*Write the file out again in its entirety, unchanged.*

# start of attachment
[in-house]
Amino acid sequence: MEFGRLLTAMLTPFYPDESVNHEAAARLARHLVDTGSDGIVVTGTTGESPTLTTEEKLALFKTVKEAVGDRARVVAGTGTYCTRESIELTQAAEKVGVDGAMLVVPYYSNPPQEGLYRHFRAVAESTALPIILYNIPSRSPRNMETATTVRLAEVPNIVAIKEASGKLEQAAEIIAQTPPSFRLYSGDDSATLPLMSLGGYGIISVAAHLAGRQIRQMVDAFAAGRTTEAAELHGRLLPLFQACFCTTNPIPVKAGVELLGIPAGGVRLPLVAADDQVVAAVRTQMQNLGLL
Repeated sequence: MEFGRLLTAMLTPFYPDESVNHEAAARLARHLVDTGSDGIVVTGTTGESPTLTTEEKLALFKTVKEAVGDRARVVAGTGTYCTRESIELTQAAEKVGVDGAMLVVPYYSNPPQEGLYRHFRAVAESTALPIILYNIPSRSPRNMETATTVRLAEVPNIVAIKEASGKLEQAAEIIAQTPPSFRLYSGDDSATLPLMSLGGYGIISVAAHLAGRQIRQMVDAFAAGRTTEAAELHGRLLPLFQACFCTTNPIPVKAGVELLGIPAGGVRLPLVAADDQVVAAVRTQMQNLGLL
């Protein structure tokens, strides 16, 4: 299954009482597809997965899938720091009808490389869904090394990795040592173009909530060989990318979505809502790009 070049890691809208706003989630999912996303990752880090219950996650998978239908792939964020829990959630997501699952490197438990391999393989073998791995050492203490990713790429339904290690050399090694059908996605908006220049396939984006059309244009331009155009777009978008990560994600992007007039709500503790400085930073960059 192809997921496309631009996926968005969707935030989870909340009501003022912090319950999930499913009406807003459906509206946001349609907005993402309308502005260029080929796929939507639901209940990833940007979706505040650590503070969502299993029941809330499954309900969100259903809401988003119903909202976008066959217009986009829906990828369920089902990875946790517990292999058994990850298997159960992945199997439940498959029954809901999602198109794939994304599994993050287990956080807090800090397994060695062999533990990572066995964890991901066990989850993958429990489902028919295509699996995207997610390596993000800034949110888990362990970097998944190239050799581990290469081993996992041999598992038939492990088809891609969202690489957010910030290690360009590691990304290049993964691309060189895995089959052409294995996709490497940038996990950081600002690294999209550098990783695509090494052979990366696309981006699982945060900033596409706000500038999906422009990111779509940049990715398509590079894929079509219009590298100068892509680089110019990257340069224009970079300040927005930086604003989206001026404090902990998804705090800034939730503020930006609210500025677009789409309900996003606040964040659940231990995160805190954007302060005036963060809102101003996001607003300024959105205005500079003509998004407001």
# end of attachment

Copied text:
[in-house]
Amino acid sequence: MEFGRLLTAMLTPFYPDESVNHEAAARLARHLVDTGSDGIVVTGTTGESPTLTTEEKLALFKTVKEAVGDRARVVAGTGTYCTRESIELTQAAEKVGVDGAMLVVPYYSNPPQEGLYRHFRAVAESTALPIILYNIPSRSPRNMETATTVRLAEVPNIVAIKEASGKLEQAAEIIAQTPPSFRLYSGDDSATLPLMSLGGYGIISVAAHLAGRQIRQMVDAFAAGRTTEAAELHGRLLPLFQACFCTTNPIPVKAGVELLGIPAGGVRLPLVAADDQVVAAVRTQMQNLGLL
Repeated sequence: MEFGRLLTAMLTPFYPDESVNHEAAARLARHLVDTGSDGIVVTGTTGESPTLTTEEKLALFKTVKEAVGDRARVVAGTGTYCTRESIELTQAAEKVGVDGAMLVVPYYSNPPQEGLYRHFRAVAESTALPIILYNIPSRSPRNMETATTVRLAEVPNIVAIKEASGKLEQAAEIIAQTPPSFRLYSGDDSATLPLMSLGGYGIISVAAHLAGRQIRQMVDAFAAGRTTEAAELHGRLLPLFQACFCTTNPIPVKAGVELLGIPAGGVRLPLVAADDQVVAAVRTQMQNLGLL
């Protein structure tokens, strides 16, 4: 299954009482597809997965899938720091009808490389869904090394990795040592173009909530060989990318979505809502790009 070049890691809208706003989630999912996303990752880090219950996650998978239908792939964020829990959630997501699952490197438990391999393989073998791995050492203490990713790429339904290690050399090694059908996605908006220049396939984006059309244009331009155009777009978008990560994600992007007039709500503790400085930073960059 192809997921496309631009996926968005969707935030989870909340009501003022912090319950999930499913009406807003459906509206946001349609907005993402309308502005260029080929796929939507639901209940990833940007979706505040650590503070969502299993029941809330499954309900969100259903809401988003119903909202976008066959217009986009829906990828369920089902990875946790517990292999058994990850298997159960992945199997439940498959029954809901999602198109794939994304599994993050287990956080807090800090397994060695062999533990990572066995964890991901066990989850993958429990489902028919295509699996995207997610390596993000800034949110888990362990970097998944190239050799581990290469081993996992041999598992038939492990088809891609969202690489957010910030290690360009590691990304290049993964691309060189895995089959052409294995996709490497940038996990950081600002690294999209550098990783695509090494052979990366696309981006699982945060900033596409706000500038999906422009990111779509940049990715398509590079894929079509219009590298100068892509680089110019990257340069224009970079300040927005930086604003989206001026404090902990998804705090800034939730503020930006609210500025677009789409309900996003606040964040659940231990995160805190954007302060005036963060809102101003996001607003300024959105205005500079003509998004407001």